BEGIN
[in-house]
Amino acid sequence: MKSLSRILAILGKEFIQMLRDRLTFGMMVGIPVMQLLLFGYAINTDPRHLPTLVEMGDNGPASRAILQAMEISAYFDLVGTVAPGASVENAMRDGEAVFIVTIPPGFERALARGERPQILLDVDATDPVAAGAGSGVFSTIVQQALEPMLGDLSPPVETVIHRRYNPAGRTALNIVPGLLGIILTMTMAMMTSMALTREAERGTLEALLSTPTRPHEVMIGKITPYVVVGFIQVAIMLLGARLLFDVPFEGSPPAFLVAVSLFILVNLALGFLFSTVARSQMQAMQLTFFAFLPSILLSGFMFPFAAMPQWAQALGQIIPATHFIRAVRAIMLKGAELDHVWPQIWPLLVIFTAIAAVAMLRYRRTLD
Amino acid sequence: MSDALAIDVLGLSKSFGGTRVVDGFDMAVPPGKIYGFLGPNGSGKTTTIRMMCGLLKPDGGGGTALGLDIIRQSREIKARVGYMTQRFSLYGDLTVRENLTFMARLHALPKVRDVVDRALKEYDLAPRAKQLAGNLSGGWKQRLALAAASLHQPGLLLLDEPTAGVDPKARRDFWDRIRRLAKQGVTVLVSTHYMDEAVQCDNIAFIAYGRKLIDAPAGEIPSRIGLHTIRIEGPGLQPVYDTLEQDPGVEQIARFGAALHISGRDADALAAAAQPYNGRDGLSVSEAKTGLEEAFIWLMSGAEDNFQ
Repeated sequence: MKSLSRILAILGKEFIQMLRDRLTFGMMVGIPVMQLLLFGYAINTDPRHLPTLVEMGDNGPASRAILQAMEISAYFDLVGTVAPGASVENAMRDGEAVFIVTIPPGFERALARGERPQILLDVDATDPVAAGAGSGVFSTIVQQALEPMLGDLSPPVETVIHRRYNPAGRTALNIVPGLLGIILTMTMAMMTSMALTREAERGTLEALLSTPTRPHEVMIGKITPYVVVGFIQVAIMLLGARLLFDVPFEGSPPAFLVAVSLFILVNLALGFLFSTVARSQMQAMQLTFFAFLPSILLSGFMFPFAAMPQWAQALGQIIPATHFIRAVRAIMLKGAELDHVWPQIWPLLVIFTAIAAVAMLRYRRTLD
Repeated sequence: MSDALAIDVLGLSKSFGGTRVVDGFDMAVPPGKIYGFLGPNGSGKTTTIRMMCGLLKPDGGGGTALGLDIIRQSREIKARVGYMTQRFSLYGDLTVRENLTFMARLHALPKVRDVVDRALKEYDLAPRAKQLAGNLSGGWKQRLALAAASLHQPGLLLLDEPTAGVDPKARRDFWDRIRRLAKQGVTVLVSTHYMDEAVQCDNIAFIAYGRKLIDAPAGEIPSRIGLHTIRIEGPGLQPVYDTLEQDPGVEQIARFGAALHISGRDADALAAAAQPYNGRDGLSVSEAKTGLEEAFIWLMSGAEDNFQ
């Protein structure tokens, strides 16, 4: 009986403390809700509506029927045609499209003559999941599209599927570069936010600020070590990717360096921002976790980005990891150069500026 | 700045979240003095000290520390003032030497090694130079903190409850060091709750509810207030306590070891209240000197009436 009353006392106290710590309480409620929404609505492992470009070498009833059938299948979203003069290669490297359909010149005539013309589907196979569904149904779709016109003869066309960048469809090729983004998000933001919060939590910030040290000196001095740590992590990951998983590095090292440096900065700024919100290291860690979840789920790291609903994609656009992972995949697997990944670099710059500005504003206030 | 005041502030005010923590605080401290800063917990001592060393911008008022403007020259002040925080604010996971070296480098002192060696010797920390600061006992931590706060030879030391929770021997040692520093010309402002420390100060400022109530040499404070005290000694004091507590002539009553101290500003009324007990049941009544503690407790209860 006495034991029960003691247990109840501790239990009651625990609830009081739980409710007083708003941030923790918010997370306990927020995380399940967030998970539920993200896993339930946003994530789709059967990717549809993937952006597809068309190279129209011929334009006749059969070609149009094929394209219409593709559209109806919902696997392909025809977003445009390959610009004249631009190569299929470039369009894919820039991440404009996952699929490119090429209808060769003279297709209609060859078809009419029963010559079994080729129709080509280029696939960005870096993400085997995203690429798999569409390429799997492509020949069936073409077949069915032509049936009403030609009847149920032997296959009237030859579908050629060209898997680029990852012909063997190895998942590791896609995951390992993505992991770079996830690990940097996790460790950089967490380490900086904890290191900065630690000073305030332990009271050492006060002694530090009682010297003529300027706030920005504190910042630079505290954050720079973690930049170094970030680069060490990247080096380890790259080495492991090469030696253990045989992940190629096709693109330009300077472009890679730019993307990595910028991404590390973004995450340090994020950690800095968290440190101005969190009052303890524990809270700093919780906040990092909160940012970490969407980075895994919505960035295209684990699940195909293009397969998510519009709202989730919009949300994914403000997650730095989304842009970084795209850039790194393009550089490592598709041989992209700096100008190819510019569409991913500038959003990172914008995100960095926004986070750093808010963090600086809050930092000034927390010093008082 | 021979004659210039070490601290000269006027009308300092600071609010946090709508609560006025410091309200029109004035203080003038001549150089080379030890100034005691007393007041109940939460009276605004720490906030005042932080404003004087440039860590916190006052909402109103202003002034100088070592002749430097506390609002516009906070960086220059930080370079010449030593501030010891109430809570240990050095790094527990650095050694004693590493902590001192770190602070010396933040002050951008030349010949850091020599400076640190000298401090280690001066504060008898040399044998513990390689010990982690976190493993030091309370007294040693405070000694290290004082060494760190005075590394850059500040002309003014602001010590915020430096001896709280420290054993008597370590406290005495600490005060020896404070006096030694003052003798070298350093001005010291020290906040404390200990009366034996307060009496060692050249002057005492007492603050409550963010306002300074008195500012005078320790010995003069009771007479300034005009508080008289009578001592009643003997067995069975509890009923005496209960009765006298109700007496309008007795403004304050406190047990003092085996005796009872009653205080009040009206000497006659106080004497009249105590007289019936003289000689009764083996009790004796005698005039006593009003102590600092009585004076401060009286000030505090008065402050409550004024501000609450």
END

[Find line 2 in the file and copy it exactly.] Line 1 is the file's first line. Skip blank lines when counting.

Amino acid sequence: MKSLSRILAILGKEFIQMLRDRLTFGMMVGIPVMQLLLFGYAINTDPRHLPTLVEMGDNGPASRAILQAMEISAYFDLVGTVAPGASVENAMRDGEAVFIVTIPPGFERALARGERPQILLDVDATDPVAAGAGSGVFSTIVQQALEPMLGDLSPPVETVIHRRYNPAGRTALNIVPGLLGIILTMTMAMMTSMALTREAERGTLEALLSTPTRPHEVMIGKITPYVVVGFIQVAIMLLGARLLFDVPFEGSPPAFLVAVSLFILVNLALGFLFSTVARSQMQAMQLTFFAFLPSILLSGFMFPFAAMPQWAQALGQIIPATHFIRAVRAIMLKGAELDHVWPQIWPLLVIFTAIAAVAMLRYRRTLD